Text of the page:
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Ali Abd al-Aziz Ali, Walid bin Attash, Mustafa Ahmed al-Hawsawi, Khalid Shaikh Mohammed, and Ramzi bin al-Shibh were arraigned before a military tribunal at Camp Justice in Guantánamo Bay, Cuba, for orchestrating the terrorist attacks of September 11, 2001. Six of the victims’ families, who had won the right to attend the hearing in a lottery, watched from behind soundproof glass as the accused protested the conditions of their confinement by refusing to enter pleas and answer questions posed to them by the judge. The defendants also insisted that the entire charge sheet be read out, though prosecutors stopped short of reciting the names of all 2,976 people killed on 9/11. Mohammed, the professed mastermind of the attacks, disrupted the proceedings with a prayer session; another defendant stripped to show scars he said had been inflicted by Guantánamo guards; and two others quietly read The Economist magazine. “Why is this so hard?” asked the judge. An explosion killed six people outside a Kabul housing complex on the first anniversary of Osama bin Laden’s death, hours after President Barack Obama visited the city to sign a troop-drawdown pact with the Afghan government. Mitt Romney, the presumptive Republican presidential nominee, rebuked Obama for politicizing the bin Laden assassination. “Even Jimmy Carter would have given that order,” Romney said at a campaign event. Newly released documents obtained during the raid on bin Laden’s compound included critiques of Fox News as “lacking neutrality” and MSNBC as “good and neutral” until it fired Keith Olbermann and “Octavia Nasser the Lebanese,” a plan to rebrand Al Qaeda with a new name, and details of a plot to assassinate Obama. “Obama is the head of infidelity and killing him automatically will make Biden take over the presidency,” wrote bin Laden. “Biden is totally unprepared for that post.” An American citizen was found guilty of plotting a suicide attack on the New York City subway system. One World Trade Center became the city’s tallest building.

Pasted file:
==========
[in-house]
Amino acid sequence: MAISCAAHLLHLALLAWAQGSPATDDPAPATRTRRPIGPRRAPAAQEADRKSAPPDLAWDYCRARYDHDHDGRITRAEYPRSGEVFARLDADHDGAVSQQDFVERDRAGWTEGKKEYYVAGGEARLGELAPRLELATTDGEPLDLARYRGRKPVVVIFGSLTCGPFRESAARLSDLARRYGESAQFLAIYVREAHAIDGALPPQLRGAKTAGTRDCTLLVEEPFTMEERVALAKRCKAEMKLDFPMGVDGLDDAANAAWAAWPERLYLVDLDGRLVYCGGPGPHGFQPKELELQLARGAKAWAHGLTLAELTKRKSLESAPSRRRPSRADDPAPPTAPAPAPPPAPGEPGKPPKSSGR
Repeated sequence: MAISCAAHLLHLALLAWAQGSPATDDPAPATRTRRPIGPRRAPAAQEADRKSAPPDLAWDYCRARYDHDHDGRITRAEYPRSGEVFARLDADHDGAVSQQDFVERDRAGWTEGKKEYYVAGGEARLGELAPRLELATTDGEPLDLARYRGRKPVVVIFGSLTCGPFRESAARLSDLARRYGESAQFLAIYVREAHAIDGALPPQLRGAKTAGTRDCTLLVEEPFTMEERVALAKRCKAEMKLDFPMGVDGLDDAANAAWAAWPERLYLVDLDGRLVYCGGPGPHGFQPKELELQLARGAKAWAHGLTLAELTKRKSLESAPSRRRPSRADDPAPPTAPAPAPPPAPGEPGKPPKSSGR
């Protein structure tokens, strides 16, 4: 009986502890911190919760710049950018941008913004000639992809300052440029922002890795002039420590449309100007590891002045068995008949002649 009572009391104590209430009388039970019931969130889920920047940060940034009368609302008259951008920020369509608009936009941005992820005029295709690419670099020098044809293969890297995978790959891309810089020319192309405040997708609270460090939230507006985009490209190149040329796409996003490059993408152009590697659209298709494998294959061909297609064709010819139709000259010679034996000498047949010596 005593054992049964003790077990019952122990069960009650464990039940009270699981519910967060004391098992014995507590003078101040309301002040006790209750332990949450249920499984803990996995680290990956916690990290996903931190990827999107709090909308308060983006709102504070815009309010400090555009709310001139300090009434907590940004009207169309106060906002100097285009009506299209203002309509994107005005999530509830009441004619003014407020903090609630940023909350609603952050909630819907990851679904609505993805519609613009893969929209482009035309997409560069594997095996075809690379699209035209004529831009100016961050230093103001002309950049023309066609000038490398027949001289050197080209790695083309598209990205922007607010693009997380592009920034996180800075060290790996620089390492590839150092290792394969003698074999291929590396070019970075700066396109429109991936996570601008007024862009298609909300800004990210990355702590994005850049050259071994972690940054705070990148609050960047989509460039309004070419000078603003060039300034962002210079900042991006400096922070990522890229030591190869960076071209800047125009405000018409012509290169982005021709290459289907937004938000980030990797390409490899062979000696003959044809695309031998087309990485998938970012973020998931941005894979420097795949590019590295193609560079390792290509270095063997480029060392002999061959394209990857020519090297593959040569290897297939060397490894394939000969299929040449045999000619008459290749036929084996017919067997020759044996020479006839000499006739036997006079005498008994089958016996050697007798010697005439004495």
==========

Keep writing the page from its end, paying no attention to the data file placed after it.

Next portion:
Socialist Party candidate François Hollande defeated Nicolas Sarkozy to become the next president of France. “Austerity can no longer be the only option,” declared Hollande in his victory speech. Analysts speculated that Greece may exit the Eurozone after both the country’s main political parties failed to win a majority in parliamentary elections. A 1990 Volkswagen Golf that once belonged to German chancellor Angela Merkel sold for €10,165 in an online auction, and a California man sued BMW, claiming his motorcycle had given him a 20-month erection. The owner of a 2004 Harley-Davidson motorbike that washed up on Canadian shores after floating across the Pacific with other debris from last year’s tsunami in Japan was identified as Ikuo Yokoyama, a 29-year-old man who lost three family members in the disaster. The Japanese government shut down the country’s last active nuclear reactor. After reaching an agreement with the Chinese government, dissident Chen Guangcheng left the U.S. embassy in Beijing, where he had taken refuge following his escape from house arrest. Chen subsequently requested asylum from an American congressional hearing via speakerphone. “My fervent hope,” he said, “is to leave for the U.S. on Hillary Clinton’s plane.” China blocked mention of The Shawshank Redemption on the popular microblogging service Sina Weibo over concerns that the film’s plot parallels Chen’s story. In Texas, more than 100 suspected illegal immigrants were found locked inside a house without access to food or water, and in California a college student detained during a DEA raid drank his own urine after he was abandoned in a holding cell for five days. Charges were brought against 13 people in the hazing death of a Florida A&M drum major. Wildlife experts speculated that a dolphin trapped in the Bolsa Chica Wetlands in Orange County, California, may have been the victim of bullying. “People think they are happy loving animals,” said a marine-animal rescue specialist, “but they have a dark side.”